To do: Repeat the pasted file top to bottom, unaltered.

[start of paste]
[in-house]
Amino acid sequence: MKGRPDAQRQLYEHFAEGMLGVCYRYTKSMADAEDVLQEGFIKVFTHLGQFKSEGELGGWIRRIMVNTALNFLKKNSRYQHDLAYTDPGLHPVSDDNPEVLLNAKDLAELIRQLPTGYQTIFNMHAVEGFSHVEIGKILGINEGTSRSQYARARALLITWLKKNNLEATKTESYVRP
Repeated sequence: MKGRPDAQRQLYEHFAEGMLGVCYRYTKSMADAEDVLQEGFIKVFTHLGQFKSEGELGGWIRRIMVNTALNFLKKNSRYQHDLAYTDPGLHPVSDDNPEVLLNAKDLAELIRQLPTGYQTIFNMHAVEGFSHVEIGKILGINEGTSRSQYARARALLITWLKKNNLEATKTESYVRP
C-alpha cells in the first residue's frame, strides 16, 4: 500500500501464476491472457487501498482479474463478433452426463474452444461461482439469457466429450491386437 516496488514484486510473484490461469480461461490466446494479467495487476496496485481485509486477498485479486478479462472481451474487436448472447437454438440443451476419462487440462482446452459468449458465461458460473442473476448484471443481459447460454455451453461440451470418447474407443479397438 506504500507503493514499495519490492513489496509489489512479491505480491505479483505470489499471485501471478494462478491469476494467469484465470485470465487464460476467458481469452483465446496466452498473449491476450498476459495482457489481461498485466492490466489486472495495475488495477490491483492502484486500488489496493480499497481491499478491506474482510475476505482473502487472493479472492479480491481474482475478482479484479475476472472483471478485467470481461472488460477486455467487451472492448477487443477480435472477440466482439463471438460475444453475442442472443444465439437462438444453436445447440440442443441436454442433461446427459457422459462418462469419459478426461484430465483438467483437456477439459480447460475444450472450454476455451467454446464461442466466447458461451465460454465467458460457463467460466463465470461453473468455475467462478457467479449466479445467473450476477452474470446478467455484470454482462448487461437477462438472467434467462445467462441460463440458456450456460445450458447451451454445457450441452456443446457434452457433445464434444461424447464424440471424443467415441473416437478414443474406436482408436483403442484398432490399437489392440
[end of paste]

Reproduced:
[in-house]
Amino acid sequence: MKGRPDAQRQLYEHFAEGMLGVCYRYTKSMADAEDVLQEGFIKVFTHLGQFKSEGELGGWIRRIMVNTALNFLKKNSRYQHDLAYTDPGLHPVSDDNPEVLLNAKDLAELIRQLPTGYQTIFNMHAVEGFSHVEIGKILGINEGTSRSQYARARALLITWLKKNNLEATKTESYVRP
Repeated sequence: MKGRPDAQRQLYEHFAEGMLGVCYRYTKSMADAEDVLQEGFIKVFTHLGQFKSEGELGGWIRRIMVNTALNFLKKNSRYQHDLAYTDPGLHPVSDDNPEVLLNAKDLAELIRQLPTGYQTIFNMHAVEGFSHVEIGKILGINEGTSRSQYARARALLITWLKKNNLEATKTESYVRP
C-alpha cells in the first residue's frame, strides 16, 4: 500500500501464476491472457487501498482479474463478433452426463474452444461461482439469457466429450491386437 516496488514484486510473484490461469480461461490466446494479467495487476496496485481485509486477498485479486478479462472481451474487436448472447437454438440443451476419462487440462482446452459468449458465461458460473442473476448484471443481459447460454455451453461440451470418447474407443479397438 506504500507503493514499495519490492513489496509489489512479491505480491505479483505470489499471485501471478494462478491469476494467469484465470485470465487464460476467458481469452483465446496466452498473449491476450498476459495482457489481461498485466492490466489486472495495475488495477490491483492502484486500488489496493480499497481491499478491506474482510475476505482473502487472493479472492479480491481474482475478482479484479475476472472483471478485467470481461472488460477486455467487451472492448477487443477480435472477440466482439463471438460475444453475442442472443444465439437462438444453436445447440440442443441436454442433461446427459457422459462418462469419459478426461484430465483438467483437456477439459480447460475444450472450454476455451467454446464461442466466447458461451465460454465467458460457463467460466463465470461453473468455475467462478457467479449466479445467473450476477452474470446478467455484470454482462448487461437477462438472467434467462445467462441460463440458456450456460445450458447451451454445457450441452456443446457434452457433445464434444461424447464424440471424443467415441473416437478414443474406436482408436483403442484398432490399437489392440